Richard Yates uses Feminism in the story to show the reader how Frank fits in with typical feminine role of this time and April fits in with the typical masculine role. Frank is constantly emasculated throughout the story by April. When they realize April is pregnant, she wants to have an abortion. Frank is upset but he can’t do much about it because he doesn’t have any say in what she does. He tries to say, “Listen. Listen to me. You do this – you do this and I swear to God I’ll –” and she cuts him off and says, “Oh, you’ll what? You’ll leave me? What’s that supposed to be – a threat or a promise?” (Yates 52) testing his masculinity once again. April is not the typical woman of the 50’s and that’s why conflicting gender roles play such an important theme in this novel. Frank thrives off of the need to prove himself to April. He wants her to believe he is in control of every situation and is the man of the house. He tries to put off this image to April that he is a real man and leads their household. Frank has a lot of conflict throughout the book because of his constant need to prove his manhood and prove his masculinity to April.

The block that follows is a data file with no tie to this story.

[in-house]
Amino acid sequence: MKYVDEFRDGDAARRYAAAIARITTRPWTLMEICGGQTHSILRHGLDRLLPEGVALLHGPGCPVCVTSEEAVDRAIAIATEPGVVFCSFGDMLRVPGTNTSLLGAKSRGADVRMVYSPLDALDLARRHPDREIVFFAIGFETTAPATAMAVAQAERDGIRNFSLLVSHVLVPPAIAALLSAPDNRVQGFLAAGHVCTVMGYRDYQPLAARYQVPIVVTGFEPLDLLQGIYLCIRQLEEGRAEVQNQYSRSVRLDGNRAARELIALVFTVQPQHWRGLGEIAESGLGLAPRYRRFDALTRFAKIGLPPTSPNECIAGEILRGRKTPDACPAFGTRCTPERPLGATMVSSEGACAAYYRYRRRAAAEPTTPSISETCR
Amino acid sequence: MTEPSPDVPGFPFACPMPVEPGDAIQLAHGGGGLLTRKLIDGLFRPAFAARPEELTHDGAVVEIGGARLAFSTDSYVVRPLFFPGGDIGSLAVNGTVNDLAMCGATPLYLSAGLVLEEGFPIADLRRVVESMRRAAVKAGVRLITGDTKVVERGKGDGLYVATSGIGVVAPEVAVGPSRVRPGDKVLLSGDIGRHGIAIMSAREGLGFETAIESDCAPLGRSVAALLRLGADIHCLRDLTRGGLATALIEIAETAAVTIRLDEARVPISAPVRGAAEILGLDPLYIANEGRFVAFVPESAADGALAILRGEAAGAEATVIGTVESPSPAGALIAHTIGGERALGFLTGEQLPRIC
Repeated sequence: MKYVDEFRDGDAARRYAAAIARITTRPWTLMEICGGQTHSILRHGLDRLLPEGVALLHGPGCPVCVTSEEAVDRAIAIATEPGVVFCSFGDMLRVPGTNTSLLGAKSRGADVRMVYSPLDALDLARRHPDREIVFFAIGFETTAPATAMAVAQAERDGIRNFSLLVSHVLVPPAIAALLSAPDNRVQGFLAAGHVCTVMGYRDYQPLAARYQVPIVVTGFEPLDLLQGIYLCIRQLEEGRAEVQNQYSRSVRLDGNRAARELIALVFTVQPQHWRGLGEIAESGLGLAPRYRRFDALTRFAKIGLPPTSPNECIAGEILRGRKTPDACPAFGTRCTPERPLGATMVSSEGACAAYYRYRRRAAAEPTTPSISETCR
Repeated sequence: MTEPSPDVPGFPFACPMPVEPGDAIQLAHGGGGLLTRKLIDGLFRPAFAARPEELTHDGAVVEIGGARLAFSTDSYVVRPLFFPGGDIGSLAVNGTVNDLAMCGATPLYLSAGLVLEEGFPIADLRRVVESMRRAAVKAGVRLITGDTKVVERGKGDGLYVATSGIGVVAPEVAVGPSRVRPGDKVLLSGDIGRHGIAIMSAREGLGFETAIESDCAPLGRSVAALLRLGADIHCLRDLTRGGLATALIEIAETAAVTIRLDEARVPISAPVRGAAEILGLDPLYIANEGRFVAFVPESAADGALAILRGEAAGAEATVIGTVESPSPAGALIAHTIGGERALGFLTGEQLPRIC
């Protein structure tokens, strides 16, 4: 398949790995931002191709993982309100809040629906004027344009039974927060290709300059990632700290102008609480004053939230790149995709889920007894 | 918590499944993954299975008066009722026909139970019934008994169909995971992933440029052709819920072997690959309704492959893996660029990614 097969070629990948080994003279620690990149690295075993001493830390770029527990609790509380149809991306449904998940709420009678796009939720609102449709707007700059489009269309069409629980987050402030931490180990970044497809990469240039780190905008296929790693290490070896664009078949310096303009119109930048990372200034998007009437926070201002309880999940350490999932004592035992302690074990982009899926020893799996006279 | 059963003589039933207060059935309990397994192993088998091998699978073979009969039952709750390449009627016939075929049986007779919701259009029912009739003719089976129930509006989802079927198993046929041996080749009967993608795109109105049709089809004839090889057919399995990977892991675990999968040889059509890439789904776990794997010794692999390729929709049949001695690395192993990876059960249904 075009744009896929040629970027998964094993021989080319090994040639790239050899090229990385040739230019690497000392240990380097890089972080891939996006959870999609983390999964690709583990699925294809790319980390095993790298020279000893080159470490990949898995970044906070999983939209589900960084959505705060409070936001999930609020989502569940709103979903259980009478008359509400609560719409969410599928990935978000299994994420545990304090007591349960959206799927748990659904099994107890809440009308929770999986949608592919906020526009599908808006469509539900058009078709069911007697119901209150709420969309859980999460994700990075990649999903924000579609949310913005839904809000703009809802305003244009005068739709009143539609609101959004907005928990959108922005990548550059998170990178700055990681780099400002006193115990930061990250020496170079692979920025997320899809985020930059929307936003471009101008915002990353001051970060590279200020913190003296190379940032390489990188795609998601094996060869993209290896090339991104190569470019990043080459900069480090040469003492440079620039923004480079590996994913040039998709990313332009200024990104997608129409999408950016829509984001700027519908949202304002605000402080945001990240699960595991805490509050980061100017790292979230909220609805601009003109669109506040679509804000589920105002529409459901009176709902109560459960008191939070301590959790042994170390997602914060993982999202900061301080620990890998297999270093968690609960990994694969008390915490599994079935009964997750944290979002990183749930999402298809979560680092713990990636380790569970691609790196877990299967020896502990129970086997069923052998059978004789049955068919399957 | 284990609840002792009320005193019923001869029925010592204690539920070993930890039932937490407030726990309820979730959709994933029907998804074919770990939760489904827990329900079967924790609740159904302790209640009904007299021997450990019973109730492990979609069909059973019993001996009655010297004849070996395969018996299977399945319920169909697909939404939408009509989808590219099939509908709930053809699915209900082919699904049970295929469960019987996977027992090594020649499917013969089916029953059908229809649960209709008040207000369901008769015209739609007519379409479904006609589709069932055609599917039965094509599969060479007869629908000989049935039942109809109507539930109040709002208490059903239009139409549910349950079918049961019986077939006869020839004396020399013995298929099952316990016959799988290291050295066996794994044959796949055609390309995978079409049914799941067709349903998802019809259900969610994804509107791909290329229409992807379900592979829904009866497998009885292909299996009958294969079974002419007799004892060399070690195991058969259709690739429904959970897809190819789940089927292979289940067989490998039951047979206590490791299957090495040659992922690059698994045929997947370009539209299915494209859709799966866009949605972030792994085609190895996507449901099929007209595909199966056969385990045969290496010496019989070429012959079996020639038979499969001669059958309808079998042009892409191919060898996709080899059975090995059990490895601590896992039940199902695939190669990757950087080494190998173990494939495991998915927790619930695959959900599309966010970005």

Richard Yates uses Frank Wheeler to show us just how this novel conflicts the typical gender roles during the 1950’s. Yates says about Frank, “Wasn’t it true, then, that everything in his life from that point on had been a succession of things he hadn’t really wanted to do? Taking a dull job to prove he could be as responsible as any other man… Having another child to prove that the first one hadn’t been a mistake… Proving, proving; and for no other reason than that he was married to a woman who put him forever on the defensive” (Yates 51). Yates shows the reader the true tenacity of Frank’s need to prove himself to April day after day. Having a job, having a family, and doing everything to provide for your family were all things men were expected to do during that time in America. Frank has an obsession with needing April to believe he is in control and fully providing for her and their children. He feels she will leave him or step up and provide for them herself is he cannot do it. Frank is trying to prove he is the man and holds the masculine gender role over April. April says in one scene to Frank, “Me. Me. Me. Oh, you poor, self-deluded – Look at you, Look at you, and tell me how by any stretch of imagination you can call yourself a man” ( Yates 28) which really test Franks masculinity. He is without a doubt upset about April’s actions and words. By receiving her approval, he feels his masculinity and feels he has accomplished what is important. Throughout the story however, we see that Frank never truly gets the approval from April he is looking for.